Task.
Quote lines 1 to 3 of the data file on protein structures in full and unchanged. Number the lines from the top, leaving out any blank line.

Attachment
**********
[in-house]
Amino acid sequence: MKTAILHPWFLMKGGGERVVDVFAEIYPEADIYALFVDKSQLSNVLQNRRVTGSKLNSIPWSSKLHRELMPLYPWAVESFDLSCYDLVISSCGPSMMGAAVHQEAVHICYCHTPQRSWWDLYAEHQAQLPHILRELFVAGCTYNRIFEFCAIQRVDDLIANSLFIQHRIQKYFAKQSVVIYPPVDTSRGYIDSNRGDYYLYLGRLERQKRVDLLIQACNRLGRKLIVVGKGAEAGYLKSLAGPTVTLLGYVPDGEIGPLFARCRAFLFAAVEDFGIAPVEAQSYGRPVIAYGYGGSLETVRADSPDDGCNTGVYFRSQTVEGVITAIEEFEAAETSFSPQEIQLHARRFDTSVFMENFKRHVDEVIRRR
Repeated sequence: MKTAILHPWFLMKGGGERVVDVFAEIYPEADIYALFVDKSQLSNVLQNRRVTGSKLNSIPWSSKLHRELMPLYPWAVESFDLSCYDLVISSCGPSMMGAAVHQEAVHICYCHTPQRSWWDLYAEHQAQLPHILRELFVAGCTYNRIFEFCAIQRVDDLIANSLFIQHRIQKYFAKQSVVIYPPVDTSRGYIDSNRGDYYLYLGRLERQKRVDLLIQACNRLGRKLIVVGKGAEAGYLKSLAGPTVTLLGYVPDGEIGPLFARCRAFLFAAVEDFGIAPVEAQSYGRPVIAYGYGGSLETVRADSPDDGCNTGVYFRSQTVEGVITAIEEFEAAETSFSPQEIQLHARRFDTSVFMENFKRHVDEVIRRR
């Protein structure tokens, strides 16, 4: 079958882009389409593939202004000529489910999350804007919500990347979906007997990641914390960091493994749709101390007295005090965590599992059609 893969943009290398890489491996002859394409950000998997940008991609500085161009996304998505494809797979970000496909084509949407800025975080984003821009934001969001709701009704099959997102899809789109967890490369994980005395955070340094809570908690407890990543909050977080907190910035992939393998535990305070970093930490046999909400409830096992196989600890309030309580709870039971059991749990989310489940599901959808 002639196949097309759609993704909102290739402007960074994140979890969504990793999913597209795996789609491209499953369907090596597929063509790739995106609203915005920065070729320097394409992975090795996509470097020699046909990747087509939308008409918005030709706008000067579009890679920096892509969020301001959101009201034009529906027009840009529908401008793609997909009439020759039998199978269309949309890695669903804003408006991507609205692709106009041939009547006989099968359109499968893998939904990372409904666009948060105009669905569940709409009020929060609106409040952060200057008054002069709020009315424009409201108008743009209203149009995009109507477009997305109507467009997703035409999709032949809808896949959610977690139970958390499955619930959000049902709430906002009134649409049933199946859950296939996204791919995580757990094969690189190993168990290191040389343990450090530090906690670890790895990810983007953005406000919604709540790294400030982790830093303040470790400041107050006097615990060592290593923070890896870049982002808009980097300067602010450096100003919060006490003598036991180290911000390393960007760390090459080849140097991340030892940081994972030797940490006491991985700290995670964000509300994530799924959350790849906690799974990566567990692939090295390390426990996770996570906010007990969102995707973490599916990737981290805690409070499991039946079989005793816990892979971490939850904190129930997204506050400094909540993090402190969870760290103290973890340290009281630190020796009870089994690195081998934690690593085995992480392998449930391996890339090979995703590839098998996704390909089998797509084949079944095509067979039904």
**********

[in-house]
Amino acid sequence: MKTAILHPWFLMKGGGERVVDVFAEIYPEADIYALFVDKSQLSNVLQNRRVTGSKLNSIPWSSKLHRELMPLYPWAVESFDLSCYDLVISSCGPSMMGAAVHQEAVHICYCHTPQRSWWDLYAEHQAQLPHILRELFVAGCTYNRIFEFCAIQRVDDLIANSLFIQHRIQKYFAKQSVVIYPPVDTSRGYIDSNRGDYYLYLGRLERQKRVDLLIQACNRLGRKLIVVGKGAEAGYLKSLAGPTVTLLGYVPDGEIGPLFARCRAFLFAAVEDFGIAPVEAQSYGRPVIAYGYGGSLETVRADSPDDGCNTGVYFRSQTVEGVITAIEEFEAAETSFSPQEIQLHARRFDTSVFMENFKRHVDEVIRRR
Repeated sequence: MKTAILHPWFLMKGGGERVVDVFAEIYPEADIYALFVDKSQLSNVLQNRRVTGSKLNSIPWSSKLHRELMPLYPWAVESFDLSCYDLVISSCGPSMMGAAVHQEAVHICYCHTPQRSWWDLYAEHQAQLPHILRELFVAGCTYNRIFEFCAIQRVDDLIANSLFIQHRIQKYFAKQSVVIYPPVDTSRGYIDSNRGDYYLYLGRLERQKRVDLLIQACNRLGRKLIVVGKGAEAGYLKSLAGPTVTLLGYVPDGEIGPLFARCRAFLFAAVEDFGIAPVEAQSYGRPVIAYGYGGSLETVRADSPDDGCNTGVYFRSQTVEGVITAIEEFEAAETSFSPQEIQLHARRFDTSVFMENFKRHVDEVIRRR